Horn-driven Jazz with OrnEtc. on TMB-TV

OrnEtc. From left: Lee Steck, Alex Murzyn, Dave Wayne, Chris Jonas, Noah Baumeister, Dan Pearlman. courtesy photo

Jazz musician Ornette Coleman inspired generations of musicians to push the boundaries of modern jazz and fly free. Coleman made it look easy and invented the term "free jazz" for his album of the same name, and in 2007 was awarded the Pulitzer Prize for the album "Sound Grammar."

Orn Etc. is an Ornette Coleman tribute band formed by bassist Noah Baumeister and drummer Dave Wayne. Wayne said, "Coleman was a genius who had ideas and concepts that the rest of us are working hard to understand and incorporate into our practice. One must evolve as a person and as a musician to get close to what those who came before us could originate."

The band will take the stage Friday (Jan. 3), 7 p.m., at the Taos Mesa Brewing Mothership, 20 ABC Mesa Road off U.S. 64 west.

Wayne agreed to an interview detailing the history of the band, its philosophy and what to expect if you go to the show. Here are the edited highlights.

How did Orn Etc. evolve to the current lineup?

Noah Baumeister and I ran into each other somewhere about five years ago. One of my bands had shared a bill with his excellent rock band Man Hurls Hedgehog years ago and he liked us … he mentioned that he was interested in doing a jazz project like John Zorn's "Spy vs. Spy."

Being a huge fan of John Zorn, I was intrigued, but also at a loss because there weren't many musicians interested in playing high-energy avant-garde jazz compositions in Santa Fe or anywhere else in New Mexico. The only guy I could think of who was available was Dan Pearlman, the cornetist, who accepted the offer. He knew a lot of tunes cold, so he was a perfect choice and we just ran with the Ornette Coleman tribute band idea.

Noah did not want a chordal instrument (guitar or piano) and the only saxophonists we knew who were up to the task were too busy or had moved away. Around the same time, I ran into Lee Steck at work. I knew Lee was a great drummer, but when I mentioned our quandary to him he said, "I've been playing vibes." Noah was OK with a vibraphonist and when we started playing as a quartet, it just worked.

I think Lee felt he'd gotten in over his head, but always rose to the occasion. We did some free gigs with other musicians sitting in, including the great saxophonist and composer Chris Jonas. We started to do paying gigs around Santa Fe and Albuquerque.

We'd been doing that for maybe a year or two when Chris could join us full time. By then, we'd started playing our own compositions. Everyone in the band writes tunes. We still do some covers, but our focus is our original music.

Alex Murzyn arrived in Santa Fe from the San Francisco Bay Area about a year ago. We knew about him beforehand - he has quite a reputation. Like Chris, he sat in a few times and agreed to join us. He is a patient and kind person, and ace musician, and brings much to the table as a soloist. We love Alex's soulful sound and amazing agility. He can also play other reeds, the flute and bass clarinet so he has expanded the band's sonic palette by an order of magnitude.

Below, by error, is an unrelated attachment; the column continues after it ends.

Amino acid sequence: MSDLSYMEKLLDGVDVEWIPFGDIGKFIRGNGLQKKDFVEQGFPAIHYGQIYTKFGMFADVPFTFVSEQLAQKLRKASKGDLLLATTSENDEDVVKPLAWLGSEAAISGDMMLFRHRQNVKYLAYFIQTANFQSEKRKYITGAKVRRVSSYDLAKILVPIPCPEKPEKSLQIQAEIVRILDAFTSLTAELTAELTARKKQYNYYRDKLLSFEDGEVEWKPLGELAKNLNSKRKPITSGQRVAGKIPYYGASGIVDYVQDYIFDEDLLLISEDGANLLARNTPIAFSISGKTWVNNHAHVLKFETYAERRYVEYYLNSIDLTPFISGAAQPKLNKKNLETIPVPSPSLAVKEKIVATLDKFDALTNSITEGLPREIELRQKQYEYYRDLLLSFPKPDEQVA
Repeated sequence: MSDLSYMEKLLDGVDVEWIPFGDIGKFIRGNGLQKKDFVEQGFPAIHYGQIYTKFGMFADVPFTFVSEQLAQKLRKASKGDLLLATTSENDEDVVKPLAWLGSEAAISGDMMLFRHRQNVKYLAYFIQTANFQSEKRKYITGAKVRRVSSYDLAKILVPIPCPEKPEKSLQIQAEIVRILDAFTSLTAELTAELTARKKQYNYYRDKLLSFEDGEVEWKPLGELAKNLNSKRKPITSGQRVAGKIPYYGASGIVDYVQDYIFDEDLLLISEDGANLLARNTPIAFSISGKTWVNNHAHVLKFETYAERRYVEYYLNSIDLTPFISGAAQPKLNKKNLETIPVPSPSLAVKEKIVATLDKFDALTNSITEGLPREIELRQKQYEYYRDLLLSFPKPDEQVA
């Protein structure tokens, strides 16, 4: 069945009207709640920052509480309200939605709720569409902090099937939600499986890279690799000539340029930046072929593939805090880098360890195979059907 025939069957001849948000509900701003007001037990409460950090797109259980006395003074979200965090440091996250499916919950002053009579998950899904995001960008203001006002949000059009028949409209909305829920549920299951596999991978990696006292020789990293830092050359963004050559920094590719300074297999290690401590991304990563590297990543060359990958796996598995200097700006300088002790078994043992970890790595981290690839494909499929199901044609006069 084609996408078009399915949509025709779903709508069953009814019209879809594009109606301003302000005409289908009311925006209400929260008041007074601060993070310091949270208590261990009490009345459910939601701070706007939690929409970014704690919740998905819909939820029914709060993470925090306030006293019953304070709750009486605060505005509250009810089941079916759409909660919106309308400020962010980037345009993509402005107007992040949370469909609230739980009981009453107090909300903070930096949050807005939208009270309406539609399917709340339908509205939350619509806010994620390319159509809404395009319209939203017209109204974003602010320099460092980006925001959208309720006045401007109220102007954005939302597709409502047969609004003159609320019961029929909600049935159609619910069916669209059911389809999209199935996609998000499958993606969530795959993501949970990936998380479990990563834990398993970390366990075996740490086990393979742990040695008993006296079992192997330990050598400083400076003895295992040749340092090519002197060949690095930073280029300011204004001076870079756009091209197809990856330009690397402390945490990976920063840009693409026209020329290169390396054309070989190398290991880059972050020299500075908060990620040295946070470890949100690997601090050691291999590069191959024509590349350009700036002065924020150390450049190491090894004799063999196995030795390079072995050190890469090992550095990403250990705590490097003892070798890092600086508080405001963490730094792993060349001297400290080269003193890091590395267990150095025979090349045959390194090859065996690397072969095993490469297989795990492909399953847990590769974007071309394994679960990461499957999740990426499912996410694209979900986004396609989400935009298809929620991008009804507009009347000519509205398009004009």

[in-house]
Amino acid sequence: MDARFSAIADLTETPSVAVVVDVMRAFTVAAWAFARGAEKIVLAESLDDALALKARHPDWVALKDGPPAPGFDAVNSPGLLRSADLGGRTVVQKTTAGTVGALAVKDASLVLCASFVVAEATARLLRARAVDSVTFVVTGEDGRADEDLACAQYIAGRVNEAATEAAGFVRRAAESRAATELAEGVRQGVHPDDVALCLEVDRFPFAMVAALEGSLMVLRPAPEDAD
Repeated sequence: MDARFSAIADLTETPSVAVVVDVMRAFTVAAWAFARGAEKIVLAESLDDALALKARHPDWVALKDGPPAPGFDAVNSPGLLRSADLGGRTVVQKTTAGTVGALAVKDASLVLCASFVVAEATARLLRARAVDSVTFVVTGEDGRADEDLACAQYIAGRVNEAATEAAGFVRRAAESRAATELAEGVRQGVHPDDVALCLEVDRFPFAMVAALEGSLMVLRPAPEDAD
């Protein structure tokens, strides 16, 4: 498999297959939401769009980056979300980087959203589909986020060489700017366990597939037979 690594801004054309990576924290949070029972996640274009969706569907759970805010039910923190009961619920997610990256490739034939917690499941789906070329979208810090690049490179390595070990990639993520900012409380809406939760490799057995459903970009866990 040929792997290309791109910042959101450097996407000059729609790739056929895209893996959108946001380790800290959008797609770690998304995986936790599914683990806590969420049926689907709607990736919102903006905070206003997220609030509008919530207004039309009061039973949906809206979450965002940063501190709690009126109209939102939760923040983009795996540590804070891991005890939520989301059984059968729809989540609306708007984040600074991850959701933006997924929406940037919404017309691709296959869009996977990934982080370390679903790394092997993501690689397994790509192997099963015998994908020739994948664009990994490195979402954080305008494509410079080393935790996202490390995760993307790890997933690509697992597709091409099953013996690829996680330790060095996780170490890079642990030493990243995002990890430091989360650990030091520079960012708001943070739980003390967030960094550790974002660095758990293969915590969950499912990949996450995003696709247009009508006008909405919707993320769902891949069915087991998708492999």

What makes a song that stands the test of time - how do you know when what you've written is working?

From my personal point of view, a good tune should roll off one's hands just like a good sentence. Good composing has a palpable "flow." As a drummer, I can feel when a tune is working, and when it isn't. I've pulled my own tunes out of our repertoire for "repairs" for these reasons. I suspect the other guys would say the same thing.

A wonderful side effect of internet platforms such as YouTube and Instagram has been the remanifestation of music as a physical activity in a visceral sense. It's easy to get too "brainy" when composing music. Overthinking it and such. Seeing others play music live and in videos and taking lessons reinforces the mind-body connection that makes musical chemistry possible and vital.

What is it about Coleman's work that inspires and continues to inform the musical direction of this band?

Like John Coltrane, Jimi Hendrix, Charlie Parker, Frank Zappa, Prince, Béla Bartók and so many others, Ornette was a genius who had ideas and concepts that the rest of us are working hard to understand and incorporate into our practice. … Ornette was someone with whom Noah, Dan and I were all able to vibe with, and our initial avoidance of chord changes made it easier for Lee to develop his own personal sound on the vibes in this band.

It's also a lot easier to start a band and maintain it with a tight focus. In terms of continuation, I think the spirit of Ornette continues to inform our musical decisions. Chris [Jonas] has an obvious affinity with Ornette and his music and via his work with Anthony Braxton, Cecil Taylor and William Parker, he can help us all extend our musical practice into realms that we could have only imagined just a few years ago.

What can our readers expect if they show up for the show?

High-quality modern jazz that is unfamiliar but also familiar. A diversity of sounds. True musical expression that honors the jazz tradition while traveling to other places. A happy coexistence of the expected and the unexpected.

Anything else you'd like to add?

We have recorded a CD called "These Times" - recorded before Alex [Murzyn] joined us - [it] comprises all-original compositions. We're very proud of it, and you can get a copy from us at the show.

Tickets are $7 in advance and $10 day of show. For more information, call (575) 758-1900 or visit taosmesabrewing.com.

Update, Monday Jan. 6: Here is a short video clip from the performance.

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